Review of TRILLION: Original, Compelling, Scintillating, Ominous, and Cool

A guest review by one of our scuzzier yet manlier regular commenters:

Original, compelling, scintillating, ominous, and cool

Being a modest review of John C Wright’s ambitious Count to a Trillion
by ScuzzaMan.

CtaT is a work of science fiction. It’s a neatly balanced blend of science and of fiction. Check.

Taking place in the not immediate but not far future, it features as hero one Menelaus Illation Montrose, a Texan mathematician gunslinger who shoots lawyers for fun and profit. Well, two out of three ain’t bad.

Plainly there is some degree of autobiographical wish fulfillment fantasy at work here, but who cannot relate to the desire to shoot lawyers?

M. sets out on a great adventure … *the* great adventure really; space travel to a distant and unusual star. What he finds there, what happens to him there, and on the way there, I will not here reveal, but let me say that it is as surprising and original as anything I have read, and I’ve been reading science fiction for over 40 years, and when I say *reading* I
mean *devouring*.

Don’t despair. I’m not going to “counterpoint the surrealism of the underlying metaphor” — I’m not that kind of critic. I’m a devoted fan of the genre in general and of this author in particular. But this is the first of Mr Wright’s works I’ve read that is hard core science fiction, and I’m impressed.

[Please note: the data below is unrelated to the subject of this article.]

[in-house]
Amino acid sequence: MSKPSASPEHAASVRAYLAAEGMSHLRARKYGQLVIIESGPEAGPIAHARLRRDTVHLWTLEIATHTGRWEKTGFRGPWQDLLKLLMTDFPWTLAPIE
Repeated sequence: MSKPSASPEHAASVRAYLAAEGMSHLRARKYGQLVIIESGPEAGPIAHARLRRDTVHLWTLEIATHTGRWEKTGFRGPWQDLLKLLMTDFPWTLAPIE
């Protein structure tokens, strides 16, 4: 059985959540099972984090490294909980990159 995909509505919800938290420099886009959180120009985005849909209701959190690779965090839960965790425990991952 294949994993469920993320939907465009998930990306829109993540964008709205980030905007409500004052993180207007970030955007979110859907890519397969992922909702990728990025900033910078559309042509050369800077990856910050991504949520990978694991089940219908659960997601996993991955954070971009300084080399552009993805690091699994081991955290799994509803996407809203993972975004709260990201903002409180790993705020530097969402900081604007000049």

It’s a masterful madcap mixture of Jules Verne, of H. G. Welles and Arthur C. Clarke, tossed with some Heinlein and garnished with a strong dash of Mark Twain.

Yes, it really is that good, without being at all derivative.

This is the first of a series of six, so the aliens (yes, Martha, there are aliens) remain ominously aloof as we’re introduced to the hero, to his context, to his enemies within, and to his enduring raison d’etre; his lovely, and Othello-like too well-loved, wife.

No doubt the aliens will feature more prominently later in the series.

One hopes so, for Mr Wright does a sterling job of imagining an alien star-faring race, and then letting the reader catch a tantalizing glimpse of their universe through their eyes, their assumptions, their prejudices. There’s a distinct impression that meeting them is going to be a momentous event.

And finally, in the finest traditions of the novelist’s craft, there’s a cliff-hanger ending, almost but not quite literally, yet it caught me quite by surprise and left me desperately wanting to know what happens next.

If you thirst for rollicking high adventure with a twisted smile and an old-fashioned charm, if you hunger for hard science fiction not overwrought with parochial concerns of the moment, told by a master wordsmith at the height of his powers, then I unreservedly recommend this book.

I hope soon to be able to recommend the series entire. The second episode awaits on my Kindle as I write.

Remember: Original, compelling, scintillating, ominous, and cool.

ScuzzaMan says; five stars.